Academic journal article SA Journal of Human Resource Management

The 'Pay Ratio' Provision of the Dodd-Frank Act 2010 and Presentation of the Paulo-Le Roux Index

Academic journal article SA Journal of Human Resource Management

The 'Pay Ratio' Provision of the Dodd-Frank Act 2010 and Presentation of the Paulo-Le Roux Index

Article excerpt

(ProQuest: ... denotes formulae omitted.)

Introduction

On 05 August 2015, the US Securities and Exchange Commission (SEC) adopted a rule that requires public companies to disclose the ratio of chief executive officer (CEO) compensation to the median compensation of its employees. Section 953(b) of the Dodd-Frank Wall Street Reform and Consumer Protection Act 2010 (Dodd-Frank or the Dodd-Frank Act 2010), known as the 'pay ratio provision', required the SEC to prepare and implement this rule. For the fiscal year beginning on or after 01 January 2017, public companies will be required to disclose their pay ratios.

In anticipation of the pay ratio provision becoming mandatory in the USA, Paulo and Le Roux (2014), drawing from Paulo (2011), presented an approach to the calculation of the value added by corporate executives. Whereas the core problem addressed in Paulo and Le Roux (2014) was the measurement of the intrinsic value added by corporate executives to the intrinsic value of the firm, or any sub-part of the firm for which audited financial statements were available, the core problem of this article is to provide an index of executive remuneration to corporate value, added as part of the development and evolution of the pay ratio provision.

The pay ratio provision focuses on reporting income distribution disparities between corporate executives and the median income of employees and hence can be associated with agency theory. In contrast, the approach under discussion herein establishes the relationship between executive remuneration and the value added by executives to the firm. The many benefits of this approach, for all stakeholders, are presented in this article.

This article briefly presents the background to the pay ratio provision, followed by the debate for and against it. This debate provides a motivation for the Paulo-Le Roux Index, which is then presented and discussed. Even though screening and ranking controls are inherent in the application of this index, it is not the intention of this article to prescribe or even suggest control limit values. That issue requires an extensive empirical survey of corporate executive behaviour followed by an appropriate period of consultation, discussion, and public comment with the nation's stakeholders and legislature regarding appropriate norms and guidelines. The fraction of value added by executives that can or should be distributed to corporate executives or the way in which such distributions can or should be made through time are not the purpose of this article. These are matters for future study.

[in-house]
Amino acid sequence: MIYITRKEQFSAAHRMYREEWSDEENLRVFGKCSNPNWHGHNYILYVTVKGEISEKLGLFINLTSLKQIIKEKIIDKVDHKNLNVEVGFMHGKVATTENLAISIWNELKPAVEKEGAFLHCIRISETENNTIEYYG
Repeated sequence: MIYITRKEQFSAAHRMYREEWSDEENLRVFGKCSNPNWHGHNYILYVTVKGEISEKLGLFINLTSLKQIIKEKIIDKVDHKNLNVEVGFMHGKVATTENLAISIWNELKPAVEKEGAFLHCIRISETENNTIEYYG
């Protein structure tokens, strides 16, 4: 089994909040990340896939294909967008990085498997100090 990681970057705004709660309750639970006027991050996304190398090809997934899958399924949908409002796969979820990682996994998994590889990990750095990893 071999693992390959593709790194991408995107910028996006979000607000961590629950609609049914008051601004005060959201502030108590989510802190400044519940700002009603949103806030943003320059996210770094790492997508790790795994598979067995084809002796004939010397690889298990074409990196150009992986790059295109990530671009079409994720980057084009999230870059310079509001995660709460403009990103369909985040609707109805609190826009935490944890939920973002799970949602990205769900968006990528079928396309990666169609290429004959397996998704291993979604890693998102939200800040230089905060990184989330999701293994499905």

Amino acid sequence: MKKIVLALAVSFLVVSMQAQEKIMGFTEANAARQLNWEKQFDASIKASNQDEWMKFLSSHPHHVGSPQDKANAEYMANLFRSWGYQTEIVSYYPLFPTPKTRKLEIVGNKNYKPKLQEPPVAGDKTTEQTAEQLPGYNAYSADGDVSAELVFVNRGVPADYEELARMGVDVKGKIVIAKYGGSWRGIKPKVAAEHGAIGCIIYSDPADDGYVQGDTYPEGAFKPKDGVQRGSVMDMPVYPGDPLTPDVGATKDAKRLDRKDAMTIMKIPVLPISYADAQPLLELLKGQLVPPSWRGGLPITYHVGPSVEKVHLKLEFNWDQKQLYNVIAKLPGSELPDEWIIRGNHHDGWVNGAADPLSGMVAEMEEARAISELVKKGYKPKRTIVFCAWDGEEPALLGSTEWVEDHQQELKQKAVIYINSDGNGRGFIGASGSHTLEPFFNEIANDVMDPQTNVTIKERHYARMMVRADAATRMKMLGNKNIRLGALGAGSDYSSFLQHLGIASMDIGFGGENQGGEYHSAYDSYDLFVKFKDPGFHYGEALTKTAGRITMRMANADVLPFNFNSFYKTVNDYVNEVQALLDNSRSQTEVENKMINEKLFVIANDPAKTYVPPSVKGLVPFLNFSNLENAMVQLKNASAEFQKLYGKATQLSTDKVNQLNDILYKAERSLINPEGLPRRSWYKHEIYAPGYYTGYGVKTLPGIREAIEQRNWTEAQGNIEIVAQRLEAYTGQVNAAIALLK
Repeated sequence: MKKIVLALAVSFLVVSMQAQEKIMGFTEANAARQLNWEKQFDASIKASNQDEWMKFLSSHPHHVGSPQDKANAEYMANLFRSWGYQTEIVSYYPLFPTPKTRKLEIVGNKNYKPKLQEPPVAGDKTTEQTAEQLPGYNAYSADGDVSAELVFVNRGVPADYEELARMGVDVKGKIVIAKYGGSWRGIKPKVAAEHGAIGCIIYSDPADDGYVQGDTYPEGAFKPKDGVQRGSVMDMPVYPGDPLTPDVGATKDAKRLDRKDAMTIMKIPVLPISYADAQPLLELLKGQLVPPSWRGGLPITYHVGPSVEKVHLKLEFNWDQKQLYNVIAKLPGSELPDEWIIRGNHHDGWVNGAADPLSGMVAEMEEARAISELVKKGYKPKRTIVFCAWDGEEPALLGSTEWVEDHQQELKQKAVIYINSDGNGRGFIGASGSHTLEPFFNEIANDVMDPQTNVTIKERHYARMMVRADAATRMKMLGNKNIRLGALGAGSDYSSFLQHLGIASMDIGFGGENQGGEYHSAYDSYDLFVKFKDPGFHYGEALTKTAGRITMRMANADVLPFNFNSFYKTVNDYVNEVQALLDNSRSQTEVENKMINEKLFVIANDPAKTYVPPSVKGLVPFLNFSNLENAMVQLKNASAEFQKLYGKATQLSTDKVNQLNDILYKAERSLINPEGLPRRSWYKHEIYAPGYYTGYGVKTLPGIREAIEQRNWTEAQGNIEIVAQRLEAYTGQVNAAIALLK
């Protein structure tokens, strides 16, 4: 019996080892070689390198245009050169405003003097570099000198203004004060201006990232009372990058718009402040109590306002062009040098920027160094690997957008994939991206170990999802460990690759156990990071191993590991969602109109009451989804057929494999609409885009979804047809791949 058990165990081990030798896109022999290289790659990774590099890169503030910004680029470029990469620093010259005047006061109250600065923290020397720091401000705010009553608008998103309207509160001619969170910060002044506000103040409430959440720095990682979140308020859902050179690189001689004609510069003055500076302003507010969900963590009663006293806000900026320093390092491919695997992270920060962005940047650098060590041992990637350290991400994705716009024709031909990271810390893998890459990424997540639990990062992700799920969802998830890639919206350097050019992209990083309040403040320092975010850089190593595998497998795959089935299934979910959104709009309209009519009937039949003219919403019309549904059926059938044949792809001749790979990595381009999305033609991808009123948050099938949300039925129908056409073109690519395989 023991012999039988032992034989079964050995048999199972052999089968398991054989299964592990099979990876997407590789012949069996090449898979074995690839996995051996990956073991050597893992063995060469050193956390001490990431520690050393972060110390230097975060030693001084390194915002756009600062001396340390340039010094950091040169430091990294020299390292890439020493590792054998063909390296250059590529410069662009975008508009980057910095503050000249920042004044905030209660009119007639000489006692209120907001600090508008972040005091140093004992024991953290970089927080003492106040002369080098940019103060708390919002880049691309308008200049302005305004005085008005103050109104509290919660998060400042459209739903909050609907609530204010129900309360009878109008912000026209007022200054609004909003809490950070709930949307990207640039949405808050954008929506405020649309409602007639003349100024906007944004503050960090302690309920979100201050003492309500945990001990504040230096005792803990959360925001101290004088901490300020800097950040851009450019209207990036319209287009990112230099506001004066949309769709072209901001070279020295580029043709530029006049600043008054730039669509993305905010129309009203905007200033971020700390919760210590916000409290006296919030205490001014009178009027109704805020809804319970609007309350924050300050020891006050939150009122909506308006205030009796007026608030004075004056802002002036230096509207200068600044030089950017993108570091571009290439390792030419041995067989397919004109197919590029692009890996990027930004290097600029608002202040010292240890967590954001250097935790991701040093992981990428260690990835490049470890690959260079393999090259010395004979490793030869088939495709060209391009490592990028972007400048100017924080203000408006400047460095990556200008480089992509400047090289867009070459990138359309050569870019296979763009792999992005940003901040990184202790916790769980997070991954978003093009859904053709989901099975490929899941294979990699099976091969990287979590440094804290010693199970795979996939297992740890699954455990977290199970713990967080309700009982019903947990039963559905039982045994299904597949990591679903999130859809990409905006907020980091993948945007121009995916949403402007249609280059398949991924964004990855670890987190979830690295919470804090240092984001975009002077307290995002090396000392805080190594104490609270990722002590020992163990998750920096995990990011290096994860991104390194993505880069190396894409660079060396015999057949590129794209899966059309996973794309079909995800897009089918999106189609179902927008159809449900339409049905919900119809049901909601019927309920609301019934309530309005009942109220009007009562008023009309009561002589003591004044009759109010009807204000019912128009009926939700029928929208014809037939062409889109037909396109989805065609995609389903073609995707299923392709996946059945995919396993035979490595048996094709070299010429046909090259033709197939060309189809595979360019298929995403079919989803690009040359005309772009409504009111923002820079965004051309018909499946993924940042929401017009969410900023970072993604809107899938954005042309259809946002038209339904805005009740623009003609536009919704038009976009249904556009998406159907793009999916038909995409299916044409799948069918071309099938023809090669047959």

Background to the pay ratio provision of the Dodd-Frank Act 2010

The Dodd-Frank Act 2010, the Financial Stability Forum 2009 (FSF, 2009) (Paulo, 2011, pp. 448-461), and King Codes I, II, and III (Paulo & Le Roux, 2014) specifically seek to improve corporate governance, in part, by ensuring sound executive compensation practices against the backdrop of the Sarbanes-Oxley Act 2002 (SOX), Rule 702 of the Federal Rules of Evidence 2000 of the USA (Rule 702), the UK Companies Act 2006 (UKCA, 2006), and the South African Companies Act 2008 (SACA, 2008). The critical comment from many sectors of society that has accompanied executive remuneration, especially bonuses since the global financial crisis, has raised discussion about the insufficiencies of corporate governance, and former British Prime Minister David Cameron has called for more active shareholder participation to curb executive remunerative excesses (The Guardian, 2012). More recently, Cameron's Business former Secretary Vince Cable told top UK firms to crack down on bonuses or face new laws (Treanor, The Guardian, 22 April 2014). Efforts to improve corporate governance must be supported by robust and rigorous financial valuations that can be used to guide decision making in a manner consistent with the goals of the firm and mindful of agency issues. The value added by corporate executives should form the basis for the estimation and allocation of executive remuneration, in particular incentive-linked remuneration, such as bonuses. …

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